True compassion for those who are suffering always cares. Cares for the body through the provision of good pain relief. Cares for the heart by helping meet emotional, social, and family needs. Cares for the soul by paying attention to another's spiritual condition and faith journey. Maximizing care represents the best of what has been called the "culture of life." Here, the precious gift of life is affirmed, nurtured, and protected in all of its mystery and transcendent dignity. When someone is facing a terminal or chronic illness, the truly compassionate response involves acts of physical, emotional, and spiritual care, even unto death.
Assisted suicide and euthanasia, on the other hand, propose to eliminate suffering by eliminating the one who suffers. Killing is an act of abandonment and despair, not compassion.
Right to Life of Greater Cincinnati is working to ensure that care is extended to all who need it. Below are listed a few of the support services available to those facing terminal or chronic illness.
Hospice is a special concept of care designed to provide comfort and support to patients and their families when a life-limiting illness no longer responds to cure-oriented treatments. Hospice care neither prolongs life nor hastens death. Hospice staff and volunteers offer a specialized knowledge of medical care, including pain management.
The goal of hospice care is to improve the quality of a patient's last days by offering comfort and dignity. Hospice care is provided by a team-oriented group of specially trained professionals, volunteers and family members. Hospice addresses all symptoms of a disease, with a special emphasis on controlling a patient's pain and discomfort. Hospice deals with the emotional, social and spiritual impact of the disease on the patient and the patient's family and friends. Hospice offers a variety of bereavement and counseling services to families before and after a patient's death.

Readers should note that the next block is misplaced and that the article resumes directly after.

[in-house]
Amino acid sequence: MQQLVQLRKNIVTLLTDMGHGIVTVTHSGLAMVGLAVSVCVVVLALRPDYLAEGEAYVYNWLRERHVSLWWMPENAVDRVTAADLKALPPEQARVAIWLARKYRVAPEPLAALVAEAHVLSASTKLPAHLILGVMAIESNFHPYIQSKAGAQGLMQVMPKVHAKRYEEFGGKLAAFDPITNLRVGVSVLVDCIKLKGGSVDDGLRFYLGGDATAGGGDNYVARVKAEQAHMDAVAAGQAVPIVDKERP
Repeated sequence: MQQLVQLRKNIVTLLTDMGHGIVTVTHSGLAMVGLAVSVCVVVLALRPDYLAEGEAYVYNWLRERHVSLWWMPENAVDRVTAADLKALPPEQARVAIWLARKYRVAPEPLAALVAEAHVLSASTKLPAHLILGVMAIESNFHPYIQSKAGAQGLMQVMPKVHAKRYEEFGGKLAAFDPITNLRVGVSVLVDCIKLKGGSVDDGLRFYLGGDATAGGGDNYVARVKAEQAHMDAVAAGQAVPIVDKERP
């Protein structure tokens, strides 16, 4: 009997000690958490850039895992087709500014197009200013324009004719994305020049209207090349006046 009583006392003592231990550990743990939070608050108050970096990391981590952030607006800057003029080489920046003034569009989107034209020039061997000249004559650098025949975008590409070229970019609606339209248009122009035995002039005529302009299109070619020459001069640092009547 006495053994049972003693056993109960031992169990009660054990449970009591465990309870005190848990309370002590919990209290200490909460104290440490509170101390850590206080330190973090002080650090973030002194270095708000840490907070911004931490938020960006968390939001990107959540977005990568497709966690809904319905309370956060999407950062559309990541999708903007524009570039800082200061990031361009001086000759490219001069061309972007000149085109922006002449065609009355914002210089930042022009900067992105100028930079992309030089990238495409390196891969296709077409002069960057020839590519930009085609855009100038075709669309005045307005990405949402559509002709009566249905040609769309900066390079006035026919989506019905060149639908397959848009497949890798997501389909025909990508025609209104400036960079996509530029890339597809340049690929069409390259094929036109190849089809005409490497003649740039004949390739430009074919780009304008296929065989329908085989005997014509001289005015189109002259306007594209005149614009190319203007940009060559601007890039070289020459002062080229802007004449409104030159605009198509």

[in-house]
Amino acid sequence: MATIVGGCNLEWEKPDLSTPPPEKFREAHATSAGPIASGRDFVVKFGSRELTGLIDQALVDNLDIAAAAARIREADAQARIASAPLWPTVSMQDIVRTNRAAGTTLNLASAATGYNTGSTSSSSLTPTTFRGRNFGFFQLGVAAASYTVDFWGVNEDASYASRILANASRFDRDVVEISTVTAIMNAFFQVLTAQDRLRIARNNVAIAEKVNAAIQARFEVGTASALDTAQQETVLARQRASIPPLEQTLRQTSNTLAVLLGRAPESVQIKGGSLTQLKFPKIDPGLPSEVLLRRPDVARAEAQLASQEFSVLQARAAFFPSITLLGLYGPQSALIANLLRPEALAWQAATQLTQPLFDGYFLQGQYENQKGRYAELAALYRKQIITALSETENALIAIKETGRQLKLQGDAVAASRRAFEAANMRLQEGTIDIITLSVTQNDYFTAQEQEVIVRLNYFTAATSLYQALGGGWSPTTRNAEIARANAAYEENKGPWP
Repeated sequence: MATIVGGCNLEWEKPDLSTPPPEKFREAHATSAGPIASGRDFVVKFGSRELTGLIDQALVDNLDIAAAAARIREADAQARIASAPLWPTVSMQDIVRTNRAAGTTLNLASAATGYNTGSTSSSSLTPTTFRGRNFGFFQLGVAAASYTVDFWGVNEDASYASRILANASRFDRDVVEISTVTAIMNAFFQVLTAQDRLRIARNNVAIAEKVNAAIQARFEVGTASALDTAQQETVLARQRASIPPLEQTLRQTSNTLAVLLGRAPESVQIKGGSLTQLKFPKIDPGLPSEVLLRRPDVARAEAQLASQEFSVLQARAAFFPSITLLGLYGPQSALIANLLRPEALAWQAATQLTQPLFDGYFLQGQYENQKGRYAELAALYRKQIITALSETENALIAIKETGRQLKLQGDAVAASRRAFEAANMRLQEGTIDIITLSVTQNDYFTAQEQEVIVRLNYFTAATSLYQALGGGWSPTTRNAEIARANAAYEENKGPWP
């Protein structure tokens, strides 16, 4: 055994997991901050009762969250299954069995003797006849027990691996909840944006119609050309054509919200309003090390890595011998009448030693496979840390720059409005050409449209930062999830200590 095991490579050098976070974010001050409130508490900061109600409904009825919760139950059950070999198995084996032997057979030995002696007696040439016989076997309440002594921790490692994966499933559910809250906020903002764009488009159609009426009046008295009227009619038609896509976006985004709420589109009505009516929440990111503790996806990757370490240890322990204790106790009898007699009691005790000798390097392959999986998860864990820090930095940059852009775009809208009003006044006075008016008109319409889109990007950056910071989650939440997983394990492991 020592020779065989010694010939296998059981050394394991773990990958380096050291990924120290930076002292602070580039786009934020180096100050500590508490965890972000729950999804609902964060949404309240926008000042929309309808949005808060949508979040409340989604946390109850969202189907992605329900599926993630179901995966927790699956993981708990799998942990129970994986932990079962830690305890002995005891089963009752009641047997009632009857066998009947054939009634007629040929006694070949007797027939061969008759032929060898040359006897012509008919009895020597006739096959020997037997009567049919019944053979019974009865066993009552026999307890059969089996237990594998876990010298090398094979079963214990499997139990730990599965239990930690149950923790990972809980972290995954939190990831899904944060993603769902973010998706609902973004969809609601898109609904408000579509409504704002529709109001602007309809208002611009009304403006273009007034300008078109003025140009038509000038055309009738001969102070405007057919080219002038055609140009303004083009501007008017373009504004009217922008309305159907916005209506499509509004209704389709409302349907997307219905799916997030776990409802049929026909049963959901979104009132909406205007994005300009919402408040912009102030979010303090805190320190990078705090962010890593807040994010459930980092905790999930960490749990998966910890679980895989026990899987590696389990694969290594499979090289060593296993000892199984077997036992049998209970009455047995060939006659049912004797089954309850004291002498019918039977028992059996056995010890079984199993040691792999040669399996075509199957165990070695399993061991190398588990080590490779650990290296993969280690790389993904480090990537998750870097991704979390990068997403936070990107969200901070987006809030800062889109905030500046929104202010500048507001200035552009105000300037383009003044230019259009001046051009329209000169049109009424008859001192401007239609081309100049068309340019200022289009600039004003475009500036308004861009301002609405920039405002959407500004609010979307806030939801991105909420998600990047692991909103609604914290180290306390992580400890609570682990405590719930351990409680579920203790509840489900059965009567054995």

Hospice Patients' Alliance (http://www.hospicepatients.org/) provides free assistance to patients, families, and caregivers to obtain quality hospice care and for those seeking help in resolving problems encountered in hospice care.
Children's Hospice Care
There are few hospice centers for children, but they are becoming more popular as the need for this specific care becomes more vocal. You can look for children's hospice centers at the Children's Hospice International web site: http://www.chionline.org/
When the care for a child who is terminally ill or suffers from a severe medical condition, the family may wish to have their child adopted to help secure the best possible care. This is a very difficult decision - one that likely requires the advice of your physician, your family, and perhaps adoption agencies. You can also ask for help from state agencies and adoption councils.
Source: Right to Life of Greater Cincinnati, Inc.; www.cincinnatirighttolife.org